Friday, August 31, 2012

Deming Revisited

In 1999, the Los Angeles Times business staff compiled a list of the 50 people or groups who most influenced business in the 20th century. Douglas MacArthur and W. Edwards Deming were featured for their role in helping Japan recover from its post-war devastation: “the world's greatest economic recovery story.”

Deming lamented American management's failure to understand the transformation that made their Japanese counterparts successful. American leaders are quick to adopt the tools and solutions - the technology and methodologies - but they missed the point that the change starts with them; the transformation is up and down the management hierarchy.
"A transformation must take place in American industry or it will continue on the decline until the style of American management changes...and they don't know what to do. 98% don't know there is a problem or there is anything they can do."
Deming was right.

Managers must first understand the problem, which Deming described as the Five Deadly Diseases of American management:
  1. Lack of constancy of purpose – "People haven’t decided what they’re in business for." It leads to short-term thinking; a lack of long-term definition and goals.
  2. Emphasis on short-term profits – a focus on the quarterly dividend and the price of the company stock over plans to stay in or grow the business through improvement in quality of product or service.
  3. System of annual rating of performance - Performance appraisals, management by objectives, etc, a focus on short-term performance demoralizes employees, undermines team-work, and "annihilates long-term plans."
  4. Mobility of management – People need roots in the company to have knowledge of its problems, of production, of sales, of service. “People in management today know nothing about the problems of anybody else; and don’t even know their own.”
  5. Use of visible figures only for management – Little consideration is given to measures that are unknown and unknowable, e.g. the multiplying effect of unhappy customers.
“People are misused, abused and underused by management that worships a sacred cow style of management that was never right.” - W. Edwards Deming

Tuesday, July 31, 2012

What Every CEO Should Know and Do about IT

A leading researcher, Prof. Joe Peppard, has collaborated with the internationally renowned consultant and author John Thorp to publish a very good article, What Every CEO Should Know and Do about IT.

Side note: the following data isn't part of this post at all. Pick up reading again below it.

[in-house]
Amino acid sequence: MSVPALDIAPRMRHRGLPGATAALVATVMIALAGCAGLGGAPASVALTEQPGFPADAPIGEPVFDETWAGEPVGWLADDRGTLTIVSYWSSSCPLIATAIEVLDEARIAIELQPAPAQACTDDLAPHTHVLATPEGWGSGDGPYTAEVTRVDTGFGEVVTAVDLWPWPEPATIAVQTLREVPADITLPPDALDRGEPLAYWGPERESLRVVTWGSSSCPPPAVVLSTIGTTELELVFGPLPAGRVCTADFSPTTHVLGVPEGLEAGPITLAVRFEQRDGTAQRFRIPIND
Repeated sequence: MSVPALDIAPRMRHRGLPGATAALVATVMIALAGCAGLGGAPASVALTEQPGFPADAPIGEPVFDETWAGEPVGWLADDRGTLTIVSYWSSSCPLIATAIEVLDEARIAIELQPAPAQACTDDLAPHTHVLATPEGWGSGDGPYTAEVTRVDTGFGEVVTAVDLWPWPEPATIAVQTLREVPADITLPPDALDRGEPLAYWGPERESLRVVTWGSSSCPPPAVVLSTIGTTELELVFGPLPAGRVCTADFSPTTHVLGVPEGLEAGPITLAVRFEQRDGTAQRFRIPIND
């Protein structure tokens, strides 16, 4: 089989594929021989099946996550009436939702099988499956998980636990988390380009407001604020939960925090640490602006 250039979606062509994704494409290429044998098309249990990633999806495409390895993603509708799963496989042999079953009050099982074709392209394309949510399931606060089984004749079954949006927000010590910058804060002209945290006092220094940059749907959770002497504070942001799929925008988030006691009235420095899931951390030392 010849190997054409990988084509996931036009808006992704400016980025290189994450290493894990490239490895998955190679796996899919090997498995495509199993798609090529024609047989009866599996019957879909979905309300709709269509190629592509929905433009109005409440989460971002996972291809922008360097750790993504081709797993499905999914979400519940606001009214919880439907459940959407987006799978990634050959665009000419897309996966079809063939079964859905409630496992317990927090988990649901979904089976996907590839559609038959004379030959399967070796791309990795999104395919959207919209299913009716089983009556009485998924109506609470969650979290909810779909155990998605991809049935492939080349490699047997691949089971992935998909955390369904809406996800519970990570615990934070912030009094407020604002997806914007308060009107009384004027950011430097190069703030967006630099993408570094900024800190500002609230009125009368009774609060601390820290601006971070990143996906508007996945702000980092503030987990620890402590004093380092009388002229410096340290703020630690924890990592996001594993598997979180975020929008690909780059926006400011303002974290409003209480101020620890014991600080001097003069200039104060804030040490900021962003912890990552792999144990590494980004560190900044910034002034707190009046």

Their research reveals that, while most investment in IT failed to deliver expected value, CEOs still haven't properly understood their own role in effecting the realization of benefits even when they see IT as core to their 'real' business. Organisations with CEOs who do 'get it' generate superior returns from their IT investments. Those that don't, after rounding up the usual suspects, go on to keep repeating the same mistakes.

Indeed most CEOs have no idea about what is going on and what to do about it; they just want someone to sort out their IT. The Chief Information Officer (CIO) is sometimes empowered - whatever that means - to get on with it, but they can only change what they can control; and that is the delivery of IT not how IT will be used - that is properly the responsibility of business managers.

One unsurprising finding is that executives at all levels are unsure what a CIO is and what to expect of them. What is astounding is that 64% of CIO's have a significantly different perception than the CEO and their CxO colleagues of the CIO role.

The article lists a number of principles of value creation (Box 1), that are all important, but I would add one more, that I believe to be the most critical:
Until CEOs understand the need and accept accountability for clearly articulating the roles, authorities and accountabilities of their managers for business appropriate supply and use of IT and the realization of benefits, it ain't gonna happen.
The article usefully restates how to go about applying these principles. It is not as intimidating as it seems: the CIO can be accountable for facilitating the process so long as it is recognized they do not have the authority nor accountability to lock in the changes needed in the system of business to bring about the expected outcomes. Only a role with overall authority and accountability across the business - the CEO or maybe the COO - can do this and hold managers accountable.

Update 2/8/12:
Broken link changed to now refer to an original blog post by Prof. Peppard; this contains instructions for accessing the article.